Israeli's prime minister accused his opponents of trying to carry out an "attempted coup" against him after he was formally charged Thursday in a series of corruption cases.
Benjamin Netanyahu has been charged with fraud, breach of trust and accepting bribes in three different scandals — the first time a sitting prime minister is charged with a crime in Israel.
The allegations against him include suspicions that he accepted hundreds of thousands of dollars in champagne and cigars from billionaire friends, offered to trade favors with a newspaper publisher, and used his influence to help a wealthy telecom magnate in exchange for favorable coverage on a popular news site.
“A day in which the attorney general decides to serve an indictment against a seated prime minister for serious crimes of corrupt governance is a heavy and sad day, for the Israeli public and for me personally," Attorney General Avichai Mandelblit told reporters Thursday.
Netanyahu, in response, said the indictment stemmed from "false accusations" and a systematically "tainted investigation."
The charges deal a blow to Netanyahu’s hopes to remain in office, though he would not be required to step aside.
Netanyahu previously has called the allegations part of a witch hunt, lashing out against the media, police, prosecutors and the justice system.
But Mandelblit on Thursday rejected suggestions that the indictment was politically motivated, saying it was a "heavy-hearted decision" based solely on professional considerations.
Netanyahu's predecessor, Ehud Olmert, stepped down before he was indicted on corruption charges a decade ago. Olmert later served 16 months in prison for fraud and bribery.
The decision comes at a tumultuous time for Israel. After an inconclusive election in September, both Netanyahu and his chief rival, Benny Gantz, have failed to form a majority coalition in parliament. It is the first time in the nation’s history that that has happened.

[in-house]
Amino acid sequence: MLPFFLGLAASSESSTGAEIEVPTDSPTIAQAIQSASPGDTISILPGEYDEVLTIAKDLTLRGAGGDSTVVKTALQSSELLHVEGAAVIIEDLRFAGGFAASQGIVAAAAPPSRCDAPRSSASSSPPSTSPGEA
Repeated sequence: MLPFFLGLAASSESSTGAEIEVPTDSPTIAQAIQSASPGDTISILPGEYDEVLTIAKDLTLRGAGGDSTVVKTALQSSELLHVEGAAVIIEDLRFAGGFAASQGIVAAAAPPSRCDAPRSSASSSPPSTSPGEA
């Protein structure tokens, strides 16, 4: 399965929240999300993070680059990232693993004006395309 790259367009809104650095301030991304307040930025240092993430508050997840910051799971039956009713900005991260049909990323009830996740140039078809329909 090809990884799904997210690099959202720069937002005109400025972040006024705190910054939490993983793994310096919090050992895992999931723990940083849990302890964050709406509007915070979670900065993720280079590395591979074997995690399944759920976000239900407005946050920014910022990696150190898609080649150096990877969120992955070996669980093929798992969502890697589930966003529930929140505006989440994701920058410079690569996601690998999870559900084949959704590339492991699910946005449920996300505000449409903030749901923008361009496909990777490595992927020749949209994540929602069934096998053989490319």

The country now enters an unprecedented 21-day period in which any member of parliament can try to rally a 61-member majority to become prime minister. If that fails, new elections would be triggered early next year.
Gantz, following the announcement of the charges Thursday, said the prime minister now has "no public or moral mandate to make fateful decisions for the state of Israel."
He added that the indictment raises concerns that Netanyahu “will make decisions in his own personal interest and for his political survival and not in the national interest.”
The most serious charges were connected to the so-called “Case 4000,” in which Netanyahu is accused of passing regulations that gave his friend, telecom magnate Shaul Elovitch, benefits worth over $250 million to his company Bezeq. In return, Bezeq’s news site, Walla, published favorable articles about Netanyahu and his family.
The relationship, the indictment said, was “based on a mutual understanding that each of them had significant interests that the other side had the ability to advance.” It accused Netanyahu of concealing the relationship by providing “partial and misleading information” about his connections with Elovitch.
The indictment also said that Netanyahu’s gifts of champagne from billionaires Arnon Milchan and James Packer “turned into a sort of supply line.” It estimated the value of the gifts at nearly $200,000.
The indictment said Netanyahu assisted the Israeli Milchan, a Hollywood mogul, in extending his U.S. visa. It was not immediately clear what, if anything, Packer received in return.
In June, Netanyahu's wife, Sara, agreed to a plea deal in connection with allegations that she misused about $100,000 in government money.
Mrs. Netanyahu, who been married to the prime minister since 1991, had been accused of running up large tabs at luxury restaurants even though the prime minister’s official residence employed a full-time chef. Under terms of that agreement, she had been sentenced to pay a fine of roughly $15,000.
Fox News' Lucia Suarez and The Associated Press contributed to this report.